Profile 2021: Rainbow Farms’ horses are great companions
Leigh Ann Nosser has been using her love for horses to provide therapy through Rainbow Farms for 33 years.
Rainbow Farms was the first accredited therapeutic riding center in the state, according to Nosser. She has “most definitely” seen this form of therapy change people’s lives, mentally and physically.
“It takes that barrier down where they may have had a wall up — with kids who have been abused, animals and unconditional love. Anybody that wants to come. It’s a good place to be,” she said.
While Rainbow Farms is known for therapeutic riding, “anybody and everybody can come and take a lesson,” according to Nosser.
Her oldest client, Butch, is 84 years old, and she happily arrives each day with treats for all animals.
Nosser takes the extra time to teach each client how to safely take care of a horse.
“I teach a lot of safety,” she said. “I don’t just teach them to ride and go home.”
In the 33 years Nosser has been in business, she has traveled all over the country for competitions, and she has collected a group of horses ranging in age from 15 to 36.
Of all the horses at Rainbow Farms, Peter Pan, a 15-year-old American Quarter Horse, is the most well-known, and famous for making “funny faces.”
Peter Pan is a therapy horse that has assisted a countless number of people throughout the years, but he has also had medical issues of his own.
“He’s a miracle horse. He almost died,” Kelley Massey said.
Massey is the childhood best friend of Nosser and has been at Rainbow Farms since “day one.” She helps Nosser with the public relations aspect of the business, and has accompanied her friend on every competition she could attend over the years.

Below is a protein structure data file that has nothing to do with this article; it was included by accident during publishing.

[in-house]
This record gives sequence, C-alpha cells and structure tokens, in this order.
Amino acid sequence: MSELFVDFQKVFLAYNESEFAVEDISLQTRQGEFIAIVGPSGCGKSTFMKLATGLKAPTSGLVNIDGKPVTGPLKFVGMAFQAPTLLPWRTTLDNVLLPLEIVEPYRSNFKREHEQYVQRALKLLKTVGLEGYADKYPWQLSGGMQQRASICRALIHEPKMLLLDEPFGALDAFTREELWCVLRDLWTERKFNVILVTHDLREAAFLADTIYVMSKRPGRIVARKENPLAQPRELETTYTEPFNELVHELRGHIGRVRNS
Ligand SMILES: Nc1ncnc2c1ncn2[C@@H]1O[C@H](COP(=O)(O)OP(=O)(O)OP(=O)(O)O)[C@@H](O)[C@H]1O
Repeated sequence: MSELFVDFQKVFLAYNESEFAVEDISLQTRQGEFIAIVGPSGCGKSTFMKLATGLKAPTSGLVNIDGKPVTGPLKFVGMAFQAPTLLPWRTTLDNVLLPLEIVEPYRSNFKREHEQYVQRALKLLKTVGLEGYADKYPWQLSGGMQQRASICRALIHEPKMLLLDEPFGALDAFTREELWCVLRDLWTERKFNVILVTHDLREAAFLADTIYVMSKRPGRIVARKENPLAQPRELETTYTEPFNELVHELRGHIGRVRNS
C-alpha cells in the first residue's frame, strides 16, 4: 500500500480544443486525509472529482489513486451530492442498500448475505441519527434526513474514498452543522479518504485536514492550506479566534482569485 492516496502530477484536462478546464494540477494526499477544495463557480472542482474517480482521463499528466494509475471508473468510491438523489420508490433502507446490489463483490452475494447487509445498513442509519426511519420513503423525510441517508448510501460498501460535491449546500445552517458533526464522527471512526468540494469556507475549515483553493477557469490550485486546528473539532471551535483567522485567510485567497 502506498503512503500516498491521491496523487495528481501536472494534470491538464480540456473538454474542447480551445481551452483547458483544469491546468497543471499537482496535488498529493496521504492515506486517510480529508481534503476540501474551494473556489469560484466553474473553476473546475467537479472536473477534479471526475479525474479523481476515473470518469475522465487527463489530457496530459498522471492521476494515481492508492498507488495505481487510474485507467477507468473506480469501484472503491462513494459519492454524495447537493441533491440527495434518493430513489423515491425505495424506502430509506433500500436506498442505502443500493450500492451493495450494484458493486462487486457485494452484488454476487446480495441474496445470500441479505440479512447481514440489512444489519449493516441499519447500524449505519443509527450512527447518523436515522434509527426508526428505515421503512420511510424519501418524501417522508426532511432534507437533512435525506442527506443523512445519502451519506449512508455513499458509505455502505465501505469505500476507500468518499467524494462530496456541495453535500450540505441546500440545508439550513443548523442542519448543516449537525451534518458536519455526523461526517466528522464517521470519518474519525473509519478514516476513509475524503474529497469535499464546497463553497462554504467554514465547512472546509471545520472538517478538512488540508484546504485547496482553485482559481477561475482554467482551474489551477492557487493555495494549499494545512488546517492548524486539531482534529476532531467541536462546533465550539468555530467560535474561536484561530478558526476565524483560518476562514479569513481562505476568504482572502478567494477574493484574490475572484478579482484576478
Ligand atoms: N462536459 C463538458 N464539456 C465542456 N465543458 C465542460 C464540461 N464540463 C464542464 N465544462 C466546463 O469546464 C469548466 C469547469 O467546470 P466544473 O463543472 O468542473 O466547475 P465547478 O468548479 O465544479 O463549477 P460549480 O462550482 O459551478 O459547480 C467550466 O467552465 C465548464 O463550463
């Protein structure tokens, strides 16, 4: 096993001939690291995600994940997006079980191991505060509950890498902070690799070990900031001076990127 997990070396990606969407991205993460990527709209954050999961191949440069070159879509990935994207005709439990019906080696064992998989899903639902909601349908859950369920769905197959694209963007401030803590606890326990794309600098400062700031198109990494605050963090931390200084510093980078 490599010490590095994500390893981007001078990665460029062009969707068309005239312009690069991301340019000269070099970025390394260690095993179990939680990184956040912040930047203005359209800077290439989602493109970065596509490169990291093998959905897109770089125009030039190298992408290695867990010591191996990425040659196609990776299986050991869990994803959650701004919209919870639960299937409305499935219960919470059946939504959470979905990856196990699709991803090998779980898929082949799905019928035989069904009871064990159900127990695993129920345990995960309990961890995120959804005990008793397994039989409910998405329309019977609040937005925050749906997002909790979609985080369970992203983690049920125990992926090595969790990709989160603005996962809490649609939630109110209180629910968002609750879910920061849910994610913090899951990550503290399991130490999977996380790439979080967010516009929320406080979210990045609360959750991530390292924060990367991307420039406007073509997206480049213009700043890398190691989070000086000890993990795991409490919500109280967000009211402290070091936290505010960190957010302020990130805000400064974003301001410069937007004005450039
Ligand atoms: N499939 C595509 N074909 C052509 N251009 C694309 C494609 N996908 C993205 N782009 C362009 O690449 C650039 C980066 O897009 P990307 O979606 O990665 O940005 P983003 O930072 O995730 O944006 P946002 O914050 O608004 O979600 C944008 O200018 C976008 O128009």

Massey was there through Peter Pan’s medical complications.
At one point, Peter Pan had to have surgery to remove a blockage in his nostril and throat caused by fungus. The blockage made it difficult for him to breathe.
“Peter Pan has definitely cost me way more money, no doubt. I’ve spent an easy $15,000 over all those years. I’ve had him since he was 3, and he’s 15 now,” Nosser said. “He is the comeback kid.”
Many clients have formed a special bond with Peter Pan, including a lady named Julie Faul.
Faul was diagnosed with ALS in her early 30s and lived with the disease for 14 years. She took weekly lessons from Rainbow Farms for two years.
She competed numerous times with Peter Pan. They referred to him as her “buddy.”
As Faul’s disease worsened, she was eventually unable to ride a horse and could no longer attend her lessons.
The staff of Rainbow Farms was not going to let her go without seeing her horse, so they brought Peter Pan to her home.
“She can’t walk anymore. She can’t move,” Nosser said. “She cried.”
It seemed he recognized her, as he began nuzzling her without hesitation.
Faul passed away a year later, but pictures of her and Peter Pan hang in various places of the barn at Rainbow Farms.
Nosser knew this is what she wanted to do since she was a child, but never imagined the impact would be as great as it is. She now has clients who came as children passing that tradition on to their own kids.
“I have taught kids that are now married with kids of their own,” she said. “Their kids are coming here.”
Nosser has no doubts about the career path she chose.
“I’m exactly where I always wanted to be,” Nosser said.
Massey credits her friend’s selflessness for her success.
“That’s really true. What you give comes back to you. That’s how she is, and I think that’s why God’s blessed her like he has,” Massey said.